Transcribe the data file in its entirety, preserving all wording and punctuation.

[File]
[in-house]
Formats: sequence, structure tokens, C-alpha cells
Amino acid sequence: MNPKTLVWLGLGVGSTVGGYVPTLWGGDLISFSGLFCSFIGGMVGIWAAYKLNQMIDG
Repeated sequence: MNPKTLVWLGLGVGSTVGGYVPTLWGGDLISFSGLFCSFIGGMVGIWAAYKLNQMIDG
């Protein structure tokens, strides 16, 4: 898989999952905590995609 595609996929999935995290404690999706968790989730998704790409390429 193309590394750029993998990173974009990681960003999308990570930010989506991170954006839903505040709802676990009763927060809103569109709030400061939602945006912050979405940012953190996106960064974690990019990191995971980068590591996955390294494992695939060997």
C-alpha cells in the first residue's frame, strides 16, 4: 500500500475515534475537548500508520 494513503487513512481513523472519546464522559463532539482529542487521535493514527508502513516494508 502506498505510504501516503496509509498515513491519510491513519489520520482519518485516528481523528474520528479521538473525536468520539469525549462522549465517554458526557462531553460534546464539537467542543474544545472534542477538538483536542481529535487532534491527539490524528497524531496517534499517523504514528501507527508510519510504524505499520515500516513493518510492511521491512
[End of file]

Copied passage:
[in-house]
Formats: sequence, structure tokens, C-alpha cells
Amino acid sequence: MNPKTLVWLGLGVGSTVGGYVPTLWGGDLISFSGLFCSFIGGMVGIWAAYKLNQMIDG
Repeated sequence: MNPKTLVWLGLGVGSTVGGYVPTLWGGDLISFSGLFCSFIGGMVGIWAAYKLNQMIDG
């Protein structure tokens, strides 16, 4: 898989999952905590995609 595609996929999935995290404690999706968790989730998704790409390429 193309590394750029993998990173974009990681960003999308990570930010989506991170954006839903505040709802676990009763927060809103569109709030400061939602945006912050979405940012953190996106960064974690990019990191995971980068590591996955390294494992695939060997």
C-alpha cells in the first residue's frame, strides 16, 4: 500500500475515534475537548500508520 494513503487513512481513523472519546464522559463532539482529542487521535493514527508502513516494508 502506498505510504501516503496509509498515513491519510491513519489520520482519518485516528481523528474520528479521538473525536468520539469525549462522549465517554458526557462531553460534546464539537467542543474544545472534542477538538483536542481529535487532534491527539490524528497524531496517534499517523504514528501507527508510519510504524505499520515500516513493518510492511521491512